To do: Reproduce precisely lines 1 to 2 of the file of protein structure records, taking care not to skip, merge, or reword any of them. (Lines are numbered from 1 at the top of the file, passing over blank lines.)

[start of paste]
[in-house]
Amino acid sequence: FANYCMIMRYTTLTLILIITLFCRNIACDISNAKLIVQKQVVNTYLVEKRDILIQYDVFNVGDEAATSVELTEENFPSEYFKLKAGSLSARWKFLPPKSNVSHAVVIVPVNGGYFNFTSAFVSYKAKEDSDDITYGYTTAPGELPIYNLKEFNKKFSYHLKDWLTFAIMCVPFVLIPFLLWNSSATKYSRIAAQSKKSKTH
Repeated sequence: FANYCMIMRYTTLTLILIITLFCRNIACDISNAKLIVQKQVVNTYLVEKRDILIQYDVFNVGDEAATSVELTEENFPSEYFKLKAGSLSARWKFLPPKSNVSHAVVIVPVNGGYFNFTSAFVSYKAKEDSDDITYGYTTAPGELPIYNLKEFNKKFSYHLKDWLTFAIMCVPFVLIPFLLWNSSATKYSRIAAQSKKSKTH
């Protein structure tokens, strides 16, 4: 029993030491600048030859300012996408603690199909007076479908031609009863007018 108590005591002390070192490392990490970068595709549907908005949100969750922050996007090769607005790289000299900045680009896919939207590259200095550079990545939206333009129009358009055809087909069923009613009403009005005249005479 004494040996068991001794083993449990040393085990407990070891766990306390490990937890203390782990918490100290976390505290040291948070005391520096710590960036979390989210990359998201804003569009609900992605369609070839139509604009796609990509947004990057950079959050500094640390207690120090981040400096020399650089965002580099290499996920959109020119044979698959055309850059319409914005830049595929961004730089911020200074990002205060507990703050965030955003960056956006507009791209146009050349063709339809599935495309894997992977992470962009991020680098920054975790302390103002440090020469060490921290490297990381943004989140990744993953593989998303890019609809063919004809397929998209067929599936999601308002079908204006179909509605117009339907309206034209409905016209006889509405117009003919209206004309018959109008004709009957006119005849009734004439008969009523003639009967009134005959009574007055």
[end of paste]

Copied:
[in-house]
Amino acid sequence: FANYCMIMRYTTLTLILIITLFCRNIACDISNAKLIVQKQVVNTYLVEKRDILIQYDVFNVGDEAATSVELTEENFPSEYFKLKAGSLSARWKFLPPKSNVSHAVVIVPVNGGYFNFTSAFVSYKAKEDSDDITYGYTTAPGELPIYNLKEFNKKFSYHLKDWLTFAIMCVPFVLIPFLLWNSSATKYSRIAAQSKKSKTH